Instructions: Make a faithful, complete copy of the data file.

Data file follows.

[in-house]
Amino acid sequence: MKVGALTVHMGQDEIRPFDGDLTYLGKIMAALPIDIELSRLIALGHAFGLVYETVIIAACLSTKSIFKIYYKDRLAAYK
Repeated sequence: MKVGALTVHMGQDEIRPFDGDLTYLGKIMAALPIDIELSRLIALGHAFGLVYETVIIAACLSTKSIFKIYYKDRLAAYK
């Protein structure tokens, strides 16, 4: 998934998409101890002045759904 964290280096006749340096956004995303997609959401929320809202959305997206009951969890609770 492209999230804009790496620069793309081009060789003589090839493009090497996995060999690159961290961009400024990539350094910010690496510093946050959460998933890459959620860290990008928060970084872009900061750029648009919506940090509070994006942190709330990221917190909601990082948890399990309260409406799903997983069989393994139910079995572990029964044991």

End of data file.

[in-house]
Amino acid sequence: MKVGALTVHMGQDEIRPFDGDLTYLGKIMAALPIDIELSRLIALGHAFGLVYETVIIAACLSTKSIFKIYYKDRLAAYK
Repeated sequence: MKVGALTVHMGQDEIRPFDGDLTYLGKIMAALPIDIELSRLIALGHAFGLVYETVIIAACLSTKSIFKIYYKDRLAAYK
């Protein structure tokens, strides 16, 4: 998934998409101890002045759904 964290280096006749340096956004995303997609959401929320809202959305997206009951969890609770 492209999230804009790496620069793309081009060789003589090839493009090497996995060999690159961290961009400024990539350094910010690496510093946050959460998933890459959620860290990008928060970084872009900061750029648009919506940090509070994006942190709330990221917190909601990082948890399990309260409406799903997983069989393994139910079995572990029964044991």